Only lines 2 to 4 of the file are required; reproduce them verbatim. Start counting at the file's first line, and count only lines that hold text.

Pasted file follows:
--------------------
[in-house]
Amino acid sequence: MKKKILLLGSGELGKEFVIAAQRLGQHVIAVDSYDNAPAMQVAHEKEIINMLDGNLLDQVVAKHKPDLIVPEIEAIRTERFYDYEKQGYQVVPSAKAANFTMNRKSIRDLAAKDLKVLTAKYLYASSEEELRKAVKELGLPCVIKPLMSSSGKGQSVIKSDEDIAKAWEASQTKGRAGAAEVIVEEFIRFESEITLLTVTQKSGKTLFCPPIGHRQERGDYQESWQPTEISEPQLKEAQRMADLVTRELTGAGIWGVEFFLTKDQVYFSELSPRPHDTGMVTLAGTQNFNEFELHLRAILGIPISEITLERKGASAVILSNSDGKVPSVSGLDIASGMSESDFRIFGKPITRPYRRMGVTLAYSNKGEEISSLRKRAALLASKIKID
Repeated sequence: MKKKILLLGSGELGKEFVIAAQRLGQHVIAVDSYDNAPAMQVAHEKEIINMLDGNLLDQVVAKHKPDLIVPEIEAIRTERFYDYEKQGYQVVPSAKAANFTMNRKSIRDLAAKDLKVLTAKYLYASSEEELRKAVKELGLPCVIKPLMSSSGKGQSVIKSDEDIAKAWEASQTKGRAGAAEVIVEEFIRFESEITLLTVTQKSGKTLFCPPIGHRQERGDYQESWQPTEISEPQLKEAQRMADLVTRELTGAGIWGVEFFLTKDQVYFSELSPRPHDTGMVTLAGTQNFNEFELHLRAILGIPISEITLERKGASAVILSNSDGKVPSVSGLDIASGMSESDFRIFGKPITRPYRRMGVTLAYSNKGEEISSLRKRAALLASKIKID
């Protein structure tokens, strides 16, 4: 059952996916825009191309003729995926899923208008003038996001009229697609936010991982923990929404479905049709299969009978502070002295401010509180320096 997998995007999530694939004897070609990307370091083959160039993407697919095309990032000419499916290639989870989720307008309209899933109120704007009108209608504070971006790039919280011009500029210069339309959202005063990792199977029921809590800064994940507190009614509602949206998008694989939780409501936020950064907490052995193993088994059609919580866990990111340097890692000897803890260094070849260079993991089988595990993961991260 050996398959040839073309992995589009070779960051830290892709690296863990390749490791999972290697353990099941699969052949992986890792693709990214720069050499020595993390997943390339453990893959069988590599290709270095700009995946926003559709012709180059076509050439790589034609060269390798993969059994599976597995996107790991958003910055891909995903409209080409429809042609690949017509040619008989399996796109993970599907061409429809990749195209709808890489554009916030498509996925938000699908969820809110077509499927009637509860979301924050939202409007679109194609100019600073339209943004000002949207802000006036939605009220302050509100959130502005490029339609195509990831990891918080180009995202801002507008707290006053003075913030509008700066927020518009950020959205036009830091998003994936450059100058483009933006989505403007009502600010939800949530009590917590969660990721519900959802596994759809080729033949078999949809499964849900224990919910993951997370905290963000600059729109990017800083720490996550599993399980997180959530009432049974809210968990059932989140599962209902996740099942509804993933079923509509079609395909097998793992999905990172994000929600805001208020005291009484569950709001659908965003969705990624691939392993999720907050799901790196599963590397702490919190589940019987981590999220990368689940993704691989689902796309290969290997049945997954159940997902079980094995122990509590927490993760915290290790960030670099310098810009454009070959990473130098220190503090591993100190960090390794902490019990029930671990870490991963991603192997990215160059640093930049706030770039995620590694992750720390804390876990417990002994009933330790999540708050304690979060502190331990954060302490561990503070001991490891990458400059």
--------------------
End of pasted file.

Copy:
Amino acid sequence: MKKKILLLGSGELGKEFVIAAQRLGQHVIAVDSYDNAPAMQVAHEKEIINMLDGNLLDQVVAKHKPDLIVPEIEAIRTERFYDYEKQGYQVVPSAKAANFTMNRKSIRDLAAKDLKVLTAKYLYASSEEELRKAVKELGLPCVIKPLMSSSGKGQSVIKSDEDIAKAWEASQTKGRAGAAEVIVEEFIRFESEITLLTVTQKSGKTLFCPPIGHRQERGDYQESWQPTEISEPQLKEAQRMADLVTRELTGAGIWGVEFFLTKDQVYFSELSPRPHDTGMVTLAGTQNFNEFELHLRAILGIPISEITLERKGASAVILSNSDGKVPSVSGLDIASGMSESDFRIFGKPITRPYRRMGVTLAYSNKGEEISSLRKRAALLASKIKID
Repeated sequence: MKKKILLLGSGELGKEFVIAAQRLGQHVIAVDSYDNAPAMQVAHEKEIINMLDGNLLDQVVAKHKPDLIVPEIEAIRTERFYDYEKQGYQVVPSAKAANFTMNRKSIRDLAAKDLKVLTAKYLYASSEEELRKAVKELGLPCVIKPLMSSSGKGQSVIKSDEDIAKAWEASQTKGRAGAAEVIVEEFIRFESEITLLTVTQKSGKTLFCPPIGHRQERGDYQESWQPTEISEPQLKEAQRMADLVTRELTGAGIWGVEFFLTKDQVYFSELSPRPHDTGMVTLAGTQNFNEFELHLRAILGIPISEITLERKGASAVILSNSDGKVPSVSGLDIASGMSESDFRIFGKPITRPYRRMGVTLAYSNKGEEISSLRKRAALLASKIKID
């Protein structure tokens, strides 16, 4: 059952996916825009191309003729995926899923208008003038996001009229697609936010991982923990929404479905049709299969009978502070002295401010509180320096 997998995007999530694939004897070609990307370091083959160039993407697919095309990032000419499916290639989870989720307008309209899933109120704007009108209608504070971006790039919280011009500029210069339309959202005063990792199977029921809590800064994940507190009614509602949206998008694989939780409501936020950064907490052995193993088994059609919580866990990111340097890692000897803890260094070849260079993991089988595990993961991260 050996398959040839073309992995589009070779960051830290892709690296863990390749490791999972290697353990099941699969052949992986890792693709990214720069050499020595993390997943390339453990893959069988590599290709270095700009995946926003559709012709180059076509050439790589034609060269390798993969059994599976597995996107790991958003910055891909995903409209080409429809042609690949017509040619008989399996796109993970599907061409429809990749195209709808890489554009916030498509996925938000699908969820809110077509499927009637509860979301924050939202409007679109194609100019600073339209943004000002949207802000006036939605009220302050509100959130502005490029339609195509990831990891918080180009995202801002507008707290006053003075913030509008700066927020518009950020959205036009830091998003994936450059100058483009933006989505403007009502600010939800949530009590917590969660990721519900959802596994759809080729033949078999949809499964849900224990919910993951997370905290963000600059729109990017800083720490996550599993399980997180959530009432049974809210968990059932989140599962209902996740099942509804993933079923509509079609395909097998793992999905990172994000929600805001208020005291009484569950709001659908965003969705990624691939392993999720907050799901790196599963590397702490919190589940019987981590999220990368689940993704691989689902796309290969290997049945997954159940997902079980094995122990509590927490993760915290290790960030670099310098810009454009070959990473130098220190503090591993100190960090390794902490019990029930671990870490991963991603192997990215160059640093930049706030770039995620590694992750720390804390876990417990002994009933330790999540708050304690979060502190331990954060302490561990503070001991490891990458400059």